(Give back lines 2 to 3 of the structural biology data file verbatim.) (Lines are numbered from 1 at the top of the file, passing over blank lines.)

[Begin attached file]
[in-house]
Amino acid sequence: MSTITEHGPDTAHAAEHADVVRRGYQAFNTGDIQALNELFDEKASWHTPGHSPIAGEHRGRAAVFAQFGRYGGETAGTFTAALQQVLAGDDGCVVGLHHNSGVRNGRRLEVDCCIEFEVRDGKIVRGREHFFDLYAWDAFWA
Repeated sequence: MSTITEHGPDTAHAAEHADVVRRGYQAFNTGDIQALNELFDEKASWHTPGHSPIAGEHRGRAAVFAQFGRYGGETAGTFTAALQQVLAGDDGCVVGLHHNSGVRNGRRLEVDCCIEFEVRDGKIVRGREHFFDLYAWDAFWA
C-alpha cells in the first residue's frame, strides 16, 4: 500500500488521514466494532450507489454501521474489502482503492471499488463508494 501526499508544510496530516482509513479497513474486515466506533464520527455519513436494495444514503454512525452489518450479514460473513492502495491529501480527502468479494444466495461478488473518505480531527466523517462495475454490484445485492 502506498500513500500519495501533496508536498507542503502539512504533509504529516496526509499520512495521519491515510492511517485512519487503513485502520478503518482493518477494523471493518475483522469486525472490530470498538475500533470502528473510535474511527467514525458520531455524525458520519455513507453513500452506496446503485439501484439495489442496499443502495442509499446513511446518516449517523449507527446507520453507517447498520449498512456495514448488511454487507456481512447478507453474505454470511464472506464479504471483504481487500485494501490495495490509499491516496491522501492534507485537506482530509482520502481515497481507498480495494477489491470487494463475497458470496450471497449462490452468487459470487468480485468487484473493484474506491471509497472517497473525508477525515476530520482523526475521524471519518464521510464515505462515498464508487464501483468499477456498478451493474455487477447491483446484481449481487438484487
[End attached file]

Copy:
Amino acid sequence: MSTITEHGPDTAHAAEHADVVRRGYQAFNTGDIQALNELFDEKASWHTPGHSPIAGEHRGRAAVFAQFGRYGGETAGTFTAALQQVLAGDDGCVVGLHHNSGVRNGRRLEVDCCIEFEVRDGKIVRGREHFFDLYAWDAFWA
Repeated sequence: MSTITEHGPDTAHAAEHADVVRRGYQAFNTGDIQALNELFDEKASWHTPGHSPIAGEHRGRAAVFAQFGRYGGETAGTFTAALQQVLAGDDGCVVGLHHNSGVRNGRRLEVDCCIEFEVRDGKIVRGREHFFDLYAWDAFWA